The level of securities in existence remains constant until the government (thru Treasury by way of Congress) issues more of them.

      Existing securities are rolled over ad-infinitum and will be until eternity.

      Rolling over securities does not entail "printing" any new dollars.

    • pjmeli profile image

      Paul Meli 3 years ago from Mount Dora, Florida

      "Every time I see this it freaks me out! Why does the Treasury even issue securities if it does not want to get money from somewhere already in the economy." - stan

      Because of a law passed by CONGRESS in 1917 requiring that it do so? Beacuse it claimed it would be less inflationary, even though savings tthat settle to the bottom in the system have zero propensity to be spent? Even though since there is virtually no empirical evidence supporting the claim?

      I have pointed this out this numerous times, but apparently you don’t read well.

      It was and still is a con, and a freebee for large holders of dollar assets.

      That said it doesn't hurt anything, nor does not create ANY constraint on spending. It doesn’t do much of anything other than fool the ignorant into thinking we are running out of money.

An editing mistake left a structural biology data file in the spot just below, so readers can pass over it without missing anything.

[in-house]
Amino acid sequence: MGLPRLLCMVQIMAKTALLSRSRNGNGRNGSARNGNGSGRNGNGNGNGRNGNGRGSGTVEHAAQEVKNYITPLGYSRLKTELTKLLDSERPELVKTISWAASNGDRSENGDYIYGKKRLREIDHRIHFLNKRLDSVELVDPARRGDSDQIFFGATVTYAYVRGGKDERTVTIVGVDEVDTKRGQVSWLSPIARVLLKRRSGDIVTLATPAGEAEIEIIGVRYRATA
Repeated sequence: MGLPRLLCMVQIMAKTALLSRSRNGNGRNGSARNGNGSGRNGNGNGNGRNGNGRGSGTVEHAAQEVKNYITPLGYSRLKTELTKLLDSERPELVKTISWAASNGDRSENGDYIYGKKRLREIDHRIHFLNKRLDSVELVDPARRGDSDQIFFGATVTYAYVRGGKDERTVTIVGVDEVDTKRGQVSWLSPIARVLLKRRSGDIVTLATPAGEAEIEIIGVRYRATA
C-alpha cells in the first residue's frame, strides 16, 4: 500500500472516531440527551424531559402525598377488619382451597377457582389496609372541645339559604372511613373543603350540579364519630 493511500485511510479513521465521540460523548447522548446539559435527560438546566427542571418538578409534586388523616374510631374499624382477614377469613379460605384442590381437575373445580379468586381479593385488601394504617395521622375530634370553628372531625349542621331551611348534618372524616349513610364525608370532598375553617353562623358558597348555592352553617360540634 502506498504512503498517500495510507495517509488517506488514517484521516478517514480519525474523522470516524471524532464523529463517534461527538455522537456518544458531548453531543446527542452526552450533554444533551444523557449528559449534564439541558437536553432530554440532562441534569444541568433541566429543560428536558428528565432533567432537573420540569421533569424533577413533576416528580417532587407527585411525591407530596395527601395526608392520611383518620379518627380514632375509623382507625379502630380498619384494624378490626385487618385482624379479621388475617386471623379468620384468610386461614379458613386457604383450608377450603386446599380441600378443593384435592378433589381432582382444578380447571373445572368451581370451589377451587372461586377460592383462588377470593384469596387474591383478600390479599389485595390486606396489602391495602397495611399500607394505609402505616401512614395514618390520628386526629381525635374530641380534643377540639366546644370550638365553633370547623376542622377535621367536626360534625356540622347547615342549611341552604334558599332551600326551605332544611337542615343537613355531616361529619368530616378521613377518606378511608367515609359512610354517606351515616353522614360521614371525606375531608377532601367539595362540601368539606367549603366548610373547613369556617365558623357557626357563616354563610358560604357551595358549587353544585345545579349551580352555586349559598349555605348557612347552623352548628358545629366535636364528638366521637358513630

I would be willing to bet bankers had a hand in getting the law enacted.

      So, before CONGRESS passed that law, how in the world did CONGRESS create money? It must have been nearly impossible. Oh, wait…greenbacks did you say?

      Bonds, no bonds…it doesn't matter. Any constraint is only in the minds of the weak.

    • profile image

      stanfrmmarietta 3 years ago

      Stan: "my claim is that this happens when the Fed buys T securities with money it created out of thin air. That eliminates the debt to the banks." - stanfrommarietta

      Pjmeli: "No, it does not.

      First of all, the government does not owe a penny to the banks, it's the other way around. From where does a bank get the power to create state money?"

      Every time I see this it freaks me out! Why does the Treasury even issue securities if it does not want to get money from somewhere already in the economy. I've already commented on how this has a perverted and contorted idea of how an IOU works. The banks buy them because they want the interest. Interest is difference between the discounted price at which the banks buy the securities at a public auction (required by law) and the face value of the securities at maturity, when full value is to be paid by government to whatever entity other than Treasury or the Fed holds them. That's what most people think of as a debt of the government to a bank for borrowing money. So, Pjmeli seems to have a rather unorthodox use of the word debt here. Can he explain how the 'national debt' arises other than from government borrowing?

    • profile image

      stanfrmmarietta 3 years ago

      "The driveshaft on an automobile does not “cause” the rear wheels to turn…it is a linkage. The burning of fuel, releasing energy is the cause, everything else is a linkage…a mechanical system…none of which is capable of function on it's own."